The appeal of 'Anne' – 100 years later

For kids: A century after 'Anne of Green Gables' was written, people all over the world still love the book and its spunky main character.

Heather Taweel/Charlottetown Guardian/AP/FILE
Homestead: Above, a house once owned by Lucy Maud Montgomery's relatives in Prince Edward Island, Canada, helped inspire her to write 'Anne of Green Gables.'
G.P. Putnam's Sons
A 100th anniversary edition of the book shows the original cover that appeared on 1908 copies.

Have you ever read the story of a little red-headed orphan who daydreamed and made mischief wherever she went? Who was embarrassed by the awful clothes she had to wear? Who loved the outdoors and named a grove of spruce trees, "The Haunted Wood"?

Can you guess this character's name? If you've read the book, "Anne of Green Gables," by Lucy Maud Montgomery, then you know that the little girl is called Anne Shirley.

Meet Anne

If you haven't read the book, you might wonder just who this famous Anne character is. For starters, Anne turns 100 this year. That's right, "Anne of Green Gables" was first published in 1908. L.M. Montgomery, as the author was known, then went on to write seven more full-length books about Anne and her family. Later, Anne even became the subject of several movies and TV series.

In the first "Anne" book, the spunky girl is an 11-year-old orphan who accidentally ends up with Matthew and Marilla Cuthbert – a brother and sister who live in the imaginary town of Avonlea on Prince Edward Island in Canada. Matthew and Marilla planned to adopt a boy – someone to help with the farm work. Instead, they got Anne. And, like millions of readers, they fell in love with her – much to their surprise.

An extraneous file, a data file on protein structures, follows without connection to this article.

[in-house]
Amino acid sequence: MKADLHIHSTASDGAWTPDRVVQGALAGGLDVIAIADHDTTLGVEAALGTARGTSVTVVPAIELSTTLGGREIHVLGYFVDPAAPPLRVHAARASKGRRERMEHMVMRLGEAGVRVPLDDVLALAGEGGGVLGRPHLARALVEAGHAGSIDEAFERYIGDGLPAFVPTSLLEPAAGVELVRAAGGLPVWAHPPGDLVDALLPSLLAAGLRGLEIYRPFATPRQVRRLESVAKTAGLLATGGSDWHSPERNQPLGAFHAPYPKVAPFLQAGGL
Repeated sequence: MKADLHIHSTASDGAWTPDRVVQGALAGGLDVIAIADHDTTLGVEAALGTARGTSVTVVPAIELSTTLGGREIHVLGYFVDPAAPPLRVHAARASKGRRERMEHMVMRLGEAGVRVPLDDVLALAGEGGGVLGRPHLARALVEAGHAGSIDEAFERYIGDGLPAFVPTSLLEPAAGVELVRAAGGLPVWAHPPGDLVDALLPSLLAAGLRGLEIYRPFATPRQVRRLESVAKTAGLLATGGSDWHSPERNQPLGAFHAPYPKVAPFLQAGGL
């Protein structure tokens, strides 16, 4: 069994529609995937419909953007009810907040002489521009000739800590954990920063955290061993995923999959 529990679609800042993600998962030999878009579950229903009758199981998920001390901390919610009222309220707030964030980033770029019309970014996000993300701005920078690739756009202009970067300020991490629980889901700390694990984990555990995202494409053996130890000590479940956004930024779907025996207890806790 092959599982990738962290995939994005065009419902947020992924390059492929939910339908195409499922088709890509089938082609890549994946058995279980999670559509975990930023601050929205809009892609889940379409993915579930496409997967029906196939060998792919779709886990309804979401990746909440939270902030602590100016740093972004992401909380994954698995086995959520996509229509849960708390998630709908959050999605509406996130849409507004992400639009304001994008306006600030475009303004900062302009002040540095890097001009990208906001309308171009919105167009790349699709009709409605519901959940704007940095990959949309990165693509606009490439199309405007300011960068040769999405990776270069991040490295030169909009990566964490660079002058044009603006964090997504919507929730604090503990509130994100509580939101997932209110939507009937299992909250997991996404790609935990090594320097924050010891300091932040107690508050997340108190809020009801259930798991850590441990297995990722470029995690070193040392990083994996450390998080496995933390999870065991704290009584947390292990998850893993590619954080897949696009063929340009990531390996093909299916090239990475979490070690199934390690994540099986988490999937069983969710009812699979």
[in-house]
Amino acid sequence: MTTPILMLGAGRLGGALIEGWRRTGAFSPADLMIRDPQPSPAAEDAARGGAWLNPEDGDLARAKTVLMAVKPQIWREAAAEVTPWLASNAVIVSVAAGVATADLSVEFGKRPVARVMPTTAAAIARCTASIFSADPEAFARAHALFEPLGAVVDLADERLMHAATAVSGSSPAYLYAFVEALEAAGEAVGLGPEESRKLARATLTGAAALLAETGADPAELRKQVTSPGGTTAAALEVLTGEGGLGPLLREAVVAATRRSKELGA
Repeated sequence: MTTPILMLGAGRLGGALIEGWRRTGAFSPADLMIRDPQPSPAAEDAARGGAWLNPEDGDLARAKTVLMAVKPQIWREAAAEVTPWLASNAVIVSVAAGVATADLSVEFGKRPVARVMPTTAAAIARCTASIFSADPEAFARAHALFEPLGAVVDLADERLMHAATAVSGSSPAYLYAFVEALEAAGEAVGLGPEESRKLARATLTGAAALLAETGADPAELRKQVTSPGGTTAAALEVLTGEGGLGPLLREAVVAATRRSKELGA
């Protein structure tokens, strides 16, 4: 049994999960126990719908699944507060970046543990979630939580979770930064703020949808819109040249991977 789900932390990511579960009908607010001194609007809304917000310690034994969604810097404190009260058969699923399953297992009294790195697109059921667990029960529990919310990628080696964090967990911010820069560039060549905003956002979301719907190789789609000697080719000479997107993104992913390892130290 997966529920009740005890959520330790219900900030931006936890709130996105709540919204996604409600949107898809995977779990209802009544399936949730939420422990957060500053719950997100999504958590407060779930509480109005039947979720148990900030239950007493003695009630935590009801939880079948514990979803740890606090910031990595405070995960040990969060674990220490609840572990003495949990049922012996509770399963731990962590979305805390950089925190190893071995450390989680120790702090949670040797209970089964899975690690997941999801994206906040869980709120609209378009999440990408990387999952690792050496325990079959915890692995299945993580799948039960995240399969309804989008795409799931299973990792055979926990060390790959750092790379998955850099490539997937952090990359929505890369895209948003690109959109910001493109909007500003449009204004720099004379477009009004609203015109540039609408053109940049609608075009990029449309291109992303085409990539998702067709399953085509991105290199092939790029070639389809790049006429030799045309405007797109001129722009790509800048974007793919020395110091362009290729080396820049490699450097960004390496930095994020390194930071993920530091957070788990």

See, Anne talks too much. She daydreams when she should be washing the dishes. She hates her bright red hair so much that she even tries dyeing it. But she ends up with a color that's even worse – green.

That, however, is one of the reasons everyone loves Anne: The trouble she causes keeps life lively, and no one can be as kind as she can – or as much fun.

The rest of the books about Anne follow her as she grows up, works as a teacher, goes to college, marries, and raises children of her own.

Meet Anne's author

When she made up stories about Anne, Montgomery drew on her own life experiences.

Like Anne, she lost her mother when she was very young. So she spent many of her growing-up years with her grandparents on Prince Edward Island. With her vivid memories and just a touch of imagination, Anne was born.

Montgomery also loved nature. And she especially loved the spruce grove and the brook near the one-room schoolhouse she attended. Her passion for the outdoors – and some of the quirks of a one-room schoolhouse education – ended up in her stories, too.

But there were differences between Montgomery and her first storybook character. For example, Montgomery was "Lucy Maud-without-an-'e'." Anne, on the other hand, pleads for the 'e' at the end of her name.

Anne also has a much happier childhood with Matthew and Marilla than Montgomery had with her strict grandparents. Often, Montgomery felt lonely, so she used her imagination to escape. Anne seems to do her best daydreaming when she's happy. Although if you know anything about Anne, you also know that there's rarely a moment when she's not imagining something!

One thing neither Anne nor her author could have imagined, though, was just how many people all over the world would still adore Anne today.

For Anne's anniversary, a Canadian author named Budge Wilson wrote a prequel called "Before Green Gables," a book about Anne's orphan years. And a new television movie, "Anne of Green Gables: A New Beginning," will be broadcast in Canada later this year.

How will you celebrate 100 years of Anne?

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